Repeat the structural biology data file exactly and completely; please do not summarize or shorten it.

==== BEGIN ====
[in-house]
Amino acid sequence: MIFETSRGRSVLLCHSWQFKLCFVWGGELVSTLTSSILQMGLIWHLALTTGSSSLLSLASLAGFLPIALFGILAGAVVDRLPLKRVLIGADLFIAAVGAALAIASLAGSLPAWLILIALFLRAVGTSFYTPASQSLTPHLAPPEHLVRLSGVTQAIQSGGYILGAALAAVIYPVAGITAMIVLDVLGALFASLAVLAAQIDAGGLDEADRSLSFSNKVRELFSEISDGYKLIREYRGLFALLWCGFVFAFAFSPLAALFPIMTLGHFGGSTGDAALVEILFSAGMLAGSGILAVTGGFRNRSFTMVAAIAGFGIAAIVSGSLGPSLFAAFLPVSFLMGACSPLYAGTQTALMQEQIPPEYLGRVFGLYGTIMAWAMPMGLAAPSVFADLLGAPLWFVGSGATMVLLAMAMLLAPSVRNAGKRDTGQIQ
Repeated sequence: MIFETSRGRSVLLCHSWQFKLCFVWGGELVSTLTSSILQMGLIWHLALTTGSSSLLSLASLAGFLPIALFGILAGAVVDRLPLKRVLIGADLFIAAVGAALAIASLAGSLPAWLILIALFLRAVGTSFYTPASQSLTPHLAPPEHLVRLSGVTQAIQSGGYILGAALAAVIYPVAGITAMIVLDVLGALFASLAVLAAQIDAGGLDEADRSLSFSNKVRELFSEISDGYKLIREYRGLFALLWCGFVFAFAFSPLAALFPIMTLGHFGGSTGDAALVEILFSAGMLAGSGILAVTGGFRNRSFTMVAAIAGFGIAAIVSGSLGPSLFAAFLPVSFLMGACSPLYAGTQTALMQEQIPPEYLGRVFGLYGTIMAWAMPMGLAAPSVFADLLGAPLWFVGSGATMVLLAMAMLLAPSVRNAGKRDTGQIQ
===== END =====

[in-house]
Amino acid sequence: MIFETSRGRSVLLCHSWQFKLCFVWGGELVSTLTSSILQMGLIWHLALTTGSSSLLSLASLAGFLPIALFGILAGAVVDRLPLKRVLIGADLFIAAVGAALAIASLAGSLPAWLILIALFLRAVGTSFYTPASQSLTPHLAPPEHLVRLSGVTQAIQSGGYILGAALAAVIYPVAGITAMIVLDVLGALFASLAVLAAQIDAGGLDEADRSLSFSNKVRELFSEISDGYKLIREYRGLFALLWCGFVFAFAFSPLAALFPIMTLGHFGGSTGDAALVEILFSAGMLAGSGILAVTGGFRNRSFTMVAAIAGFGIAAIVSGSLGPSLFAAFLPVSFLMGACSPLYAGTQTALMQEQIPPEYLGRVFGLYGTIMAWAMPMGLAAPSVFADLLGAPLWFVGSGATMVLLAMAMLLAPSVRNAGKRDTGQIQ
Repeated sequence: MIFETSRGRSVLLCHSWQFKLCFVWGGELVSTLTSSILQMGLIWHLALTTGSSSLLSLASLAGFLPIALFGILAGAVVDRLPLKRVLIGADLFIAAVGAALAIASLAGSLPAWLILIALFLRAVGTSFYTPASQSLTPHLAPPEHLVRLSGVTQAIQSGGYILGAALAAVIYPVAGITAMIVLDVLGALFASLAVLAAQIDAGGLDEADRSLSFSNKVRELFSEISDGYKLIREYRGLFALLWCGFVFAFAFSPLAALFPIMTLGHFGGSTGDAALVEILFSAGMLAGSGILAVTGGFRNRSFTMVAAIAGFGIAAIVSGSLGPSLFAAFLPVSFLMGACSPLYAGTQTALMQEQIPPEYLGRVFGLYGTIMAWAMPMGLAAPSVFADLLGAPLWFVGSGATMVLLAMAMLLAPSVRNAGKRDTGQIQ